Japan’s Fukushima plant undamaged after quake
An earthquake of magnitude 7.3 strikes off Japan’s east coast, according to the US Geological Survey, triggering small tsunamis but causing no apparent damage.
Japan’s meteorological agency say the quake was an aftershock of the magnitude 9.0 earthquake and tsunami that struck the same area in 2011, killing about 19,000 people and devastating the Fukushima Dai-Ichi nuclear power plant.
Tsunamis of up to 40 centimeters (15 inches) were reported at four areas along the coast, but a tsunami advisory has now been lifted.
Here’s how William Welch put it on twitter when the quake struck:
Awakened in rainy Tokyo by a shaking that seemed to go on and on, varying intensity, rolling quake.
— William Welch (@williammwelch) October 25, 2013
The major tsunami on 11 March 2011 was triggered by a 9 magnitude quake, though much deeper at 32km.
It was the tidal waves unleashed by that quake, not the quake itself, which caused the devastation leaving a third of a million people homeless.
But the concern is that the Fukushima Daiichi nuclear power plant, which suffered a level-seven nuclear meltdown after the tsunami, has been leaking radioactive water into the Pacific ever since, as the authorities struggle still to bring the situation there fully under control.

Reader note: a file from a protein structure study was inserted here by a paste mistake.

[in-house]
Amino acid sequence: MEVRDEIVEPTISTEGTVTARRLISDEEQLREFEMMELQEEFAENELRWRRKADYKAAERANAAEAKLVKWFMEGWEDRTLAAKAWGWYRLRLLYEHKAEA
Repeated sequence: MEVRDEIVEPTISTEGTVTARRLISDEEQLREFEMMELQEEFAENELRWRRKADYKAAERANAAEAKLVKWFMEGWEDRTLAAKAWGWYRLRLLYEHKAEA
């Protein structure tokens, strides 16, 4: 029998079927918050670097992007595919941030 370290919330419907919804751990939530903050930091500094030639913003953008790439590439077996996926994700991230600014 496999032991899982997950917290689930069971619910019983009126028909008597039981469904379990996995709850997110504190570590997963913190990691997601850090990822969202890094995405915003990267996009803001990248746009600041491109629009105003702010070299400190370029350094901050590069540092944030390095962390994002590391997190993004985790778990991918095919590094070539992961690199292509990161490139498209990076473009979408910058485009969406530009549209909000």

Russia Today is reporting that staff at the plant have been evacuated as a small – one metre – tsunami is forecast to hit the area.
Like the devastating quake of two years ago, this one is also centred off the coast of Fukushima. What that means is off the coast of the Fukushima prefecture or state.
Fukushima city is over an hour’s drive from the nuclear plant itself.
All the towns immediately around the plant – and there are three within the current 10 km total exclusion zone – are ghost towns, abandoned since the quake.
You can only visit them for a short period once every month, and only if you have property there or are accompanying someone who does, by prior arrangement with the authorities.
Ten minutes after the quake NHK cameras – the national Japanese broadcaster – are showing nothing unusual in the sea’s movements and there are no reports as yet of any structural damage.
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